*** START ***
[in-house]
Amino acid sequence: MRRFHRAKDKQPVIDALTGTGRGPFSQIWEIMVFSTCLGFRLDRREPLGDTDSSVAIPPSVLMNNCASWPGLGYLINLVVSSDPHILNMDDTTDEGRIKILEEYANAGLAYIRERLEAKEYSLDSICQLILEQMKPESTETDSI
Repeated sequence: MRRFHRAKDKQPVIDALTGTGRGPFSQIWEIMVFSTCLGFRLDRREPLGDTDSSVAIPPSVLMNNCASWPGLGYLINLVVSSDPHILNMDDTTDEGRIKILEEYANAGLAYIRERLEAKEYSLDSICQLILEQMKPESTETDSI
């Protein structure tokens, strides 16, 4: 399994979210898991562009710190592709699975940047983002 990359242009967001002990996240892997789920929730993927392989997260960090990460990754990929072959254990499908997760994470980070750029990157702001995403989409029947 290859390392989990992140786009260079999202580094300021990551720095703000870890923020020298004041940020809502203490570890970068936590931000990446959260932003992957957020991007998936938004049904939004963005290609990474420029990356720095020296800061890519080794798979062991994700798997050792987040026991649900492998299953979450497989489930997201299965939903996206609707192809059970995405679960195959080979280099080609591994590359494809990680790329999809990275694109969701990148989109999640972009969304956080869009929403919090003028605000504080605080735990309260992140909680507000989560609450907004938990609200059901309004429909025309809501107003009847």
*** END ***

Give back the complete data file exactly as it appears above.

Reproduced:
[in-house]
Amino acid sequence: MRRFHRAKDKQPVIDALTGTGRGPFSQIWEIMVFSTCLGFRLDRREPLGDTDSSVAIPPSVLMNNCASWPGLGYLINLVVSSDPHILNMDDTTDEGRIKILEEYANAGLAYIRERLEAKEYSLDSICQLILEQMKPESTETDSI
Repeated sequence: MRRFHRAKDKQPVIDALTGTGRGPFSQIWEIMVFSTCLGFRLDRREPLGDTDSSVAIPPSVLMNNCASWPGLGYLINLVVSSDPHILNMDDTTDEGRIKILEEYANAGLAYIRERLEAKEYSLDSICQLILEQMKPESTETDSI
């Protein structure tokens, strides 16, 4: 399994979210898991562009710190592709699975940047983002 990359242009967001002990996240892997789920929730993927392989997260960090990460990754990929072959254990499908997760994470980070750029990157702001995403989409029947 290859390392989990992140786009260079999202580094300021990551720095703000870890923020020298004041940020809502203490570890970068936590931000990446959260932003992957957020991007998936938004049904939004963005290609990474420029990356720095020296800061890519080794798979062991994700798997050792987040026991649900492998299953979450497989489930997201299965939903996206609707192809059970995405679960195959080979280099080609591994590359494809990680790329999809990275694109969701990148989109999640972009969304956080869009929403919090003028605000504080605080735990309260992140909680507000989560609450907004938990609200059901309004429909025309809501107003009847």